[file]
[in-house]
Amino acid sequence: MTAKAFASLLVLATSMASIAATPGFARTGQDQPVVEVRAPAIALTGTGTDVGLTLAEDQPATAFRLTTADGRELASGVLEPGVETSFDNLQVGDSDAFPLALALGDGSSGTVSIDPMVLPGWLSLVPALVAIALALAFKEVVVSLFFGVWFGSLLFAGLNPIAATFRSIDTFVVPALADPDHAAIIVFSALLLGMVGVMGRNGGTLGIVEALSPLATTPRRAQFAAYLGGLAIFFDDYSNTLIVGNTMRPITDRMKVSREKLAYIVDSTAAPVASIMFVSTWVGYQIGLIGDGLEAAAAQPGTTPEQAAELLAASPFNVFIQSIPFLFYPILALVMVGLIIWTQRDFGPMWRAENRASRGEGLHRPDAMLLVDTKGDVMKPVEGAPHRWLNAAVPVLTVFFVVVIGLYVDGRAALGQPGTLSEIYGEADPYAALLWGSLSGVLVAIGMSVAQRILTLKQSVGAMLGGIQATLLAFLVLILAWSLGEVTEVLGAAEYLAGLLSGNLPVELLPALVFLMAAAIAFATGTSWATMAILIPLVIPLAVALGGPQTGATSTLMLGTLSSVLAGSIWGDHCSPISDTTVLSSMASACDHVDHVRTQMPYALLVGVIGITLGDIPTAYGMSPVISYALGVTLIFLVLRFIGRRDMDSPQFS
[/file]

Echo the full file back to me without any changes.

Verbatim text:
[in-house]
Amino acid sequence: MTAKAFASLLVLATSMASIAATPGFARTGQDQPVVEVRAPAIALTGTGTDVGLTLAEDQPATAFRLTTADGRELASGVLEPGVETSFDNLQVGDSDAFPLALALGDGSSGTVSIDPMVLPGWLSLVPALVAIALALAFKEVVVSLFFGVWFGSLLFAGLNPIAATFRSIDTFVVPALADPDHAAIIVFSALLLGMVGVMGRNGGTLGIVEALSPLATTPRRAQFAAYLGGLAIFFDDYSNTLIVGNTMRPITDRMKVSREKLAYIVDSTAAPVASIMFVSTWVGYQIGLIGDGLEAAAAQPGTTPEQAAELLAASPFNVFIQSIPFLFYPILALVMVGLIIWTQRDFGPMWRAENRASRGEGLHRPDAMLLVDTKGDVMKPVEGAPHRWLNAAVPVLTVFFVVVIGLYVDGRAALGQPGTLSEIYGEADPYAALLWGSLSGVLVAIGMSVAQRILTLKQSVGAMLGGIQATLLAFLVLILAWSLGEVTEVLGAAEYLAGLLSGNLPVELLPALVFLMAAAIAFATGTSWATMAILIPLVIPLAVALGGPQTGATSTLMLGTLSSVLAGSIWGDHCSPISDTTVLSSMASACDHVDHVRTQMPYALLVGVIGITLGDIPTAYGMSPVISYALGVTLIFLVLRFIGRRDMDSPQFS